November 2nd is Day of the Dead, or Día de los Muertos, which is mostly celebrated in Mexico. There are similar celebrations in Ecuador, Bolivia, Guatemala, even the Philippines (due to the Spanish governance & Catholic traditions). Ancient Mesoamericans dedicated celebrations to deceased loved ones because they believed that death was just a part of life, not that it ended life. It falls on All Saints’ Day, which is commemorated in the Catholic church.
Celebrations vary from region to region in Mexico. Some choose to build an alter or shrine with an ofrenda, or offering including foods, flowers, and candles, in their homes or take it to the cemetery. Sugar skulls are meant to remind us that life is a cycle, instead of scaring us. Orange marigolds can be seen in the ofrendas too, which are believed to guide the spirits to their families’ homes. Calaveras (skeletons) are dressed up whimsically; artist José Guadalupe Posada made the skeletons cartoons to represent that we’re all equal in fate.
I find death fascinating and love to talk about it openly. Many people in Western cultures don’t, probably because death is seen as scary and morbid. However, I think that the way Mexicans see it (and maybe even Latinos in general) is something more positive. We know it’s going to happen, so why be scared of it? In my family, we’ve always talked about the dead in reminiscing about their history or quirks, and usually it’s my parents making fun of someone’s interesting encounters.
(image by Didi via Etsy)
The first death that I experienced in my immediate family was the passing of my godfather, César, last year. He was my father’s best friend and was always at my house. I’d listen in on their long, philosophical conversations after dinner and think to myself that I’d want to be that smart when I grew up. He struggled with bone marrow cancer, and decided to donate his body for cancer research at the University of Michigan. How thoughtful is that?? He was just that amazing. It’s hard to write about it now, because I wasn’t there when he passed and since there’s no physical grave, I kind of feel like he isn’t really dead but just went away for a while. My parents have always emphasized that one shouldn’t suffer in life, that it’s better to pass peacefully or of old age. Suffering from a terminal illness is just a whole other ball game.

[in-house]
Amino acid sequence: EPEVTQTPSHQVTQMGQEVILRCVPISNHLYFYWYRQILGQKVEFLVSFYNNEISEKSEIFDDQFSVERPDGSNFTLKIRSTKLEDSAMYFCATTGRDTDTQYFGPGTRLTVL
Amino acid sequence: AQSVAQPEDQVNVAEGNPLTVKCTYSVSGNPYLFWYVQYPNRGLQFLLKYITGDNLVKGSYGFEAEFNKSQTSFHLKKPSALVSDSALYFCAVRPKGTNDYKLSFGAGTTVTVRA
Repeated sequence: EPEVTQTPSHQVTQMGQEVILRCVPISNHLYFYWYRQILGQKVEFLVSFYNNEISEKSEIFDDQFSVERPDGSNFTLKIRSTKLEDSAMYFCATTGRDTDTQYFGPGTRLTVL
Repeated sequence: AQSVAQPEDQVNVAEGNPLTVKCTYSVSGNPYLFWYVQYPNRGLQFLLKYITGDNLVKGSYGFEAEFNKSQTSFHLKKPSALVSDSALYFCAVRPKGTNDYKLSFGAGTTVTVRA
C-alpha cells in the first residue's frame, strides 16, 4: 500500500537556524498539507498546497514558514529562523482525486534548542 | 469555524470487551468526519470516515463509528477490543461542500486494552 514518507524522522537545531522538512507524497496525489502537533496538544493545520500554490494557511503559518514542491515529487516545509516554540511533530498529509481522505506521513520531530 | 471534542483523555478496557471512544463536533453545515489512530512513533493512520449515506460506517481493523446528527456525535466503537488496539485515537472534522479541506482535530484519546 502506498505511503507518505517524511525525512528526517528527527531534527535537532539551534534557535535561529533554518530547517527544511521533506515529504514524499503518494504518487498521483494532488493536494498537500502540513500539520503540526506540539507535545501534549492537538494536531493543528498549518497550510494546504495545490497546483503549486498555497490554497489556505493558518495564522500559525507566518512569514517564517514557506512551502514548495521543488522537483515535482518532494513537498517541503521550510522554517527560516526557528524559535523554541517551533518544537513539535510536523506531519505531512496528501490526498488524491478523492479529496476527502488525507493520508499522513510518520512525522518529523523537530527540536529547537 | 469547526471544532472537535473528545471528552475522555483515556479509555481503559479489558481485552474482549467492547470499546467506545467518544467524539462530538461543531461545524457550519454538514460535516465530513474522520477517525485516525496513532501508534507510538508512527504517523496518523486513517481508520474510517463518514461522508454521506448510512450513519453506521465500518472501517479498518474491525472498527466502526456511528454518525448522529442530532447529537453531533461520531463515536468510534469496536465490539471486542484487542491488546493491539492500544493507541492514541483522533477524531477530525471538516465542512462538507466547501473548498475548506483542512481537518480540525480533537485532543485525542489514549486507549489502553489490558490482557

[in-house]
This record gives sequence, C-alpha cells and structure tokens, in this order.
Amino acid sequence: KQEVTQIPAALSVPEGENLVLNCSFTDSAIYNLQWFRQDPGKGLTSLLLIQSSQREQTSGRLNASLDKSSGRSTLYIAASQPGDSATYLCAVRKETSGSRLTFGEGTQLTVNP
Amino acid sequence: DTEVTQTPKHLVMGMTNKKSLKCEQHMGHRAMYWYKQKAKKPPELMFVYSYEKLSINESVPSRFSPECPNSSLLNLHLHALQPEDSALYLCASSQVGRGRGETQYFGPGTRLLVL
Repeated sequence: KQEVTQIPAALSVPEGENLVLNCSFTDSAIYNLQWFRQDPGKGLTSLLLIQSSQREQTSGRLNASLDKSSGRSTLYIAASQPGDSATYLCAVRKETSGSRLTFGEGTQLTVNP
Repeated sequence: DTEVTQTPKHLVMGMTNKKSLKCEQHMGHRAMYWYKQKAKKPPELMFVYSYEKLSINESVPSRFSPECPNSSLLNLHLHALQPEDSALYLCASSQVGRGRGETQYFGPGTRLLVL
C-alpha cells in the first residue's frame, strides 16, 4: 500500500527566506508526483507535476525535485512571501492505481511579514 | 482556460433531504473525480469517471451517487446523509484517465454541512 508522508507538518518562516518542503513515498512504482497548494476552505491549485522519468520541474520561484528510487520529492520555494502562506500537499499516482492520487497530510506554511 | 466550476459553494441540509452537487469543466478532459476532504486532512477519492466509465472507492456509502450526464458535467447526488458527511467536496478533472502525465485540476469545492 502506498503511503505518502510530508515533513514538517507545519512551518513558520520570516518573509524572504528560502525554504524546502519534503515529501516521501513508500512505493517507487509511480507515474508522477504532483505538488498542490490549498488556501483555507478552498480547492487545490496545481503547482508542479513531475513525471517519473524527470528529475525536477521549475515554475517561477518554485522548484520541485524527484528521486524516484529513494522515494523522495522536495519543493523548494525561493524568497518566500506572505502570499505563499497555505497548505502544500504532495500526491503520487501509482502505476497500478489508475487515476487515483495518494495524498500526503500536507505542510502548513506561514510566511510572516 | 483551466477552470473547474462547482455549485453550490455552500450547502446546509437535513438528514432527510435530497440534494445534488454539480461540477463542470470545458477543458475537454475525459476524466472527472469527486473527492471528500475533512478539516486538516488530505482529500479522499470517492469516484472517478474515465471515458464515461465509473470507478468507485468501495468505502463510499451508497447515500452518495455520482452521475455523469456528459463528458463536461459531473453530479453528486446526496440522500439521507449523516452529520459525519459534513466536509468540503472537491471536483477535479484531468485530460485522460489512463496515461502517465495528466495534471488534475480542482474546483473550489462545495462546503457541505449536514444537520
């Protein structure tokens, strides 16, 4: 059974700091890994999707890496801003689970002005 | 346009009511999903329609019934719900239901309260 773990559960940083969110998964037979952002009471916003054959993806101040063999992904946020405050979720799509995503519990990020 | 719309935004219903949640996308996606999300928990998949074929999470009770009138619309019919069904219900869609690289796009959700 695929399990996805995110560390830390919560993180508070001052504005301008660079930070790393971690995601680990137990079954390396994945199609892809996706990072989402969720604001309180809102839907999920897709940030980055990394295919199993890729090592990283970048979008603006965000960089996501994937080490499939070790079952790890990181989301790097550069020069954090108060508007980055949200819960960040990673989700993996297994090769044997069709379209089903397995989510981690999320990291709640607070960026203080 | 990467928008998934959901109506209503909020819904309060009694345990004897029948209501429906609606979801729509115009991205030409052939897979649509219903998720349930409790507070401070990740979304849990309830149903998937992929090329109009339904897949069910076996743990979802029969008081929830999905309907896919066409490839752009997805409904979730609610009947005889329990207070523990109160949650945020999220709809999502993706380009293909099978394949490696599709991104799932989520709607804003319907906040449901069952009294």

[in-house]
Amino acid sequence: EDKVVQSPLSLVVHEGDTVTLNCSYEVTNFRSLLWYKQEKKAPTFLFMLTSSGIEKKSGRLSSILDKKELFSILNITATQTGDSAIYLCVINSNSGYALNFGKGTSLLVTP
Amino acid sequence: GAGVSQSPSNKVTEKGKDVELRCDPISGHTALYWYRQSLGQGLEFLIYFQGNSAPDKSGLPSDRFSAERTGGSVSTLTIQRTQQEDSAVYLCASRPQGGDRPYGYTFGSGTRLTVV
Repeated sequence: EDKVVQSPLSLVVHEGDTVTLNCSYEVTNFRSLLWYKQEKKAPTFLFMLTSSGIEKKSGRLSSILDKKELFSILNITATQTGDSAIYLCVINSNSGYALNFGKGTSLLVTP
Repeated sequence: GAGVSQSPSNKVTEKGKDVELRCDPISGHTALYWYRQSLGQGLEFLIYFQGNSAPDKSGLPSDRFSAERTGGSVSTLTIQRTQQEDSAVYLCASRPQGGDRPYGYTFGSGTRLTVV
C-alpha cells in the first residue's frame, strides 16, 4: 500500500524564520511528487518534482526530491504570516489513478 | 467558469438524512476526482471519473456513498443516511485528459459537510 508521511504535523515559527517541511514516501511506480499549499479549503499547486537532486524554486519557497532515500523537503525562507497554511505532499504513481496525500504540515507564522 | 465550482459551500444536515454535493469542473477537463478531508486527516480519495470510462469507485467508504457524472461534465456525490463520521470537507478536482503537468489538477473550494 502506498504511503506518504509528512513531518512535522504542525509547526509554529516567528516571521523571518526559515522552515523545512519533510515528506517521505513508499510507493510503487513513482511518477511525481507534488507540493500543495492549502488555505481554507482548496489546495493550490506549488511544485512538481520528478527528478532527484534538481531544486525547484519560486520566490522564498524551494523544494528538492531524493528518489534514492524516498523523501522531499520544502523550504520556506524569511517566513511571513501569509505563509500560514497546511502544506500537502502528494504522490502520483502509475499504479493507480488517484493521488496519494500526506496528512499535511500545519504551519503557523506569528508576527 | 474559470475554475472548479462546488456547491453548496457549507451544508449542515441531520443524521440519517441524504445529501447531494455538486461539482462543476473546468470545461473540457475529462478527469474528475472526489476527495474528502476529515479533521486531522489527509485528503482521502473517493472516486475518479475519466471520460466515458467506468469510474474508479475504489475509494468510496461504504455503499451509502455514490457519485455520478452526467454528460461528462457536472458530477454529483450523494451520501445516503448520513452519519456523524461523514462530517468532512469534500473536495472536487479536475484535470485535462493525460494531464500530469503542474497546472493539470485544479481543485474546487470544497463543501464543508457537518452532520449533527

César left us his library of books and CDs, which now explains why he was so damn smart. And I’ve learned a lot about his life in conversations with my mom, things I never would’ve known otherwise. There is still so much to learn about a person even though they’re gone. I know now that he had a thing for Shakespeare, because he has his complete collection. He was interested in Kafka, European history, and metaphysics. Maybe it’s my own way of dealing with this thing we call grief, but I think us Mexicans have got this whole ‘death shouldn’t be a taboo’ thing right.
Día de los Muertos would be wonderful to celebrate one day in Mexico, but for the meantime, I’ll honor my loved ones and my ancestors by living life to the fullest, because it’s beautiful and colorful, maybe even so in the afterlife…